Well…I just watched a full playthrough on YouTube (with no commentary), with a run-time of just over thirty minutes, which includes multiple deaths and restarts. Yeah, I don’t think I would ever have figured some of this stuff out. There are walls you can blast open to let you into new areas, but I don’t see how you’d be aware of them at all as they don’t stand out and the game itself never tells you what you can or cannot do. In one way, that’s freeing and awesome; in another, completely frustrating. There’s a whole section set in a cavern that is blowing my tiny little mind. I get that adventure games are all about exploring and trying your options out until they run bone dry, but again, with no text or inventory system…it’s seemingly impossible to know what is possible in a strange world like this. Also, all your actions require repetition to perfect.

I’ll give credit where credit is certainly due. It looks like Chahi created one fantastic sidekick more than twenty years ago, an alien being who communicated only through gestures and a small lexicon of syllabic barks and encouragements. I think its name is Buddy, but don’t put my feet to the fire on that. I’d place it next to similar strong standouts like Agro, Vivi, and Yoshi. Another World absolutely wrings every ounce of its low-detail scenery, flipping between perspectives and just overall presenting a world unknown to anyone. It’s strangeness is what kept me watching, wanting to see where it all went…which, to be honest, I didn’t fully follow, but I greatly enjoyed the journey from a distance.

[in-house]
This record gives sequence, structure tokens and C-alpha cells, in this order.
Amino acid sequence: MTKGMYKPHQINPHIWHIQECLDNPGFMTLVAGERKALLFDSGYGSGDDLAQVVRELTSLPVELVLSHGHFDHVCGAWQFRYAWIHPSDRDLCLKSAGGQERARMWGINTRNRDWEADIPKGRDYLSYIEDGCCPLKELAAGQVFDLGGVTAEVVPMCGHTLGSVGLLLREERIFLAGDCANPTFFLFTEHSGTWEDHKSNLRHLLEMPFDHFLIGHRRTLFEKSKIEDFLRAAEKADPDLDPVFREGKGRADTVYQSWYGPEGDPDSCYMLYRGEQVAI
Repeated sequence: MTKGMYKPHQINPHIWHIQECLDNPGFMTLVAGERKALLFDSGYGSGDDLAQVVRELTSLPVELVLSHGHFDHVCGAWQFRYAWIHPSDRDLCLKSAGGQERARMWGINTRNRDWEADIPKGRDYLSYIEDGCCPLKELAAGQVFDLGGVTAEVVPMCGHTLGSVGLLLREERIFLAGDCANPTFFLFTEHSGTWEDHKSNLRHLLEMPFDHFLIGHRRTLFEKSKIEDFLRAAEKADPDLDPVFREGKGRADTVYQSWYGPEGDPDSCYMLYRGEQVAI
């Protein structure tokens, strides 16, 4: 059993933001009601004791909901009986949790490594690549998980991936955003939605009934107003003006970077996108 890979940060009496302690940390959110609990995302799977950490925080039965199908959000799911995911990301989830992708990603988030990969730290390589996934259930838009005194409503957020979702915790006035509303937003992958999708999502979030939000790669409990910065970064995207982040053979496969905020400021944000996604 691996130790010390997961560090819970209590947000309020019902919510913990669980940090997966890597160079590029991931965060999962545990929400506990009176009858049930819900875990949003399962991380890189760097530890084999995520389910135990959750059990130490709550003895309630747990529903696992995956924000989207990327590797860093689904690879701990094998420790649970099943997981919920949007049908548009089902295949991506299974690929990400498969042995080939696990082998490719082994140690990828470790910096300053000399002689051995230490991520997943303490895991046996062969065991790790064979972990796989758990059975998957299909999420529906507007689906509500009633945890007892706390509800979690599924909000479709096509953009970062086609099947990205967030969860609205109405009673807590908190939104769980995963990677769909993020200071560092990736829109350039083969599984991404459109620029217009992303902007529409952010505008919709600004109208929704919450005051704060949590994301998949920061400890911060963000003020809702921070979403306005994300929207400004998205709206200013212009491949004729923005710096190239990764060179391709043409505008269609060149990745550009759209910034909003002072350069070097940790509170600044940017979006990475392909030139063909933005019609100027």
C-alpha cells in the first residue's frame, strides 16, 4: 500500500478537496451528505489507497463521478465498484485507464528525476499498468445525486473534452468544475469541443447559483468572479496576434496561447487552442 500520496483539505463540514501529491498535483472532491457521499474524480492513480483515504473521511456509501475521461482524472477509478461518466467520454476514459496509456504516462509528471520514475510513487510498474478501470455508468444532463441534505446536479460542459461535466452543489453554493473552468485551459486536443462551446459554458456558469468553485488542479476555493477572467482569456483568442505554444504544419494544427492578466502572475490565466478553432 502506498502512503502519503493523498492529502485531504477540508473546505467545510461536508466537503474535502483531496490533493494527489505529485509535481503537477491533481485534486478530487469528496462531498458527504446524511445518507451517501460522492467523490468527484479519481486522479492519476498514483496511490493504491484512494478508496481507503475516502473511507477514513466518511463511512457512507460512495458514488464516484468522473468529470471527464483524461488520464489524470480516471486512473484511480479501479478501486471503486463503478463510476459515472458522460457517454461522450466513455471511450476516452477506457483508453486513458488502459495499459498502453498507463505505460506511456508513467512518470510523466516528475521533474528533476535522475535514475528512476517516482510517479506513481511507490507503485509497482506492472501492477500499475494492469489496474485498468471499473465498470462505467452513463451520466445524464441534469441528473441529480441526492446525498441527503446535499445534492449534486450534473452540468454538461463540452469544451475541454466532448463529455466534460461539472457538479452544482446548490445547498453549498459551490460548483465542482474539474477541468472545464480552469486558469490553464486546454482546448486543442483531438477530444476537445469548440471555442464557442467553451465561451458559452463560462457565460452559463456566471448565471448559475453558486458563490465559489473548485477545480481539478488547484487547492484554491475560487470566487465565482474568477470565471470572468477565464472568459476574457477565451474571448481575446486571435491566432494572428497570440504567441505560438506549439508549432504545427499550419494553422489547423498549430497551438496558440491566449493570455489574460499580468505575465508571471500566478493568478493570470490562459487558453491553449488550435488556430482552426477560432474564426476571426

Oh look, another reoccurring feature for Grinding Down. At least this one has both a purpose and an end goal–to rid myself of my digital collection of PlayStation Plus “freebies” as I look to discontinue the service soon. I got my PlayStation 3 back in January 2013 and have since been downloading just about every game offered up to me monthly thanks to the service’s subscription, but let’s be honest. Many of these games aren’t great, and the PlayStation 3 is long past its time in the limelight for stronger choices. So I’m gonna play ’em, uninstall ’em. Join me on this grand endeavor.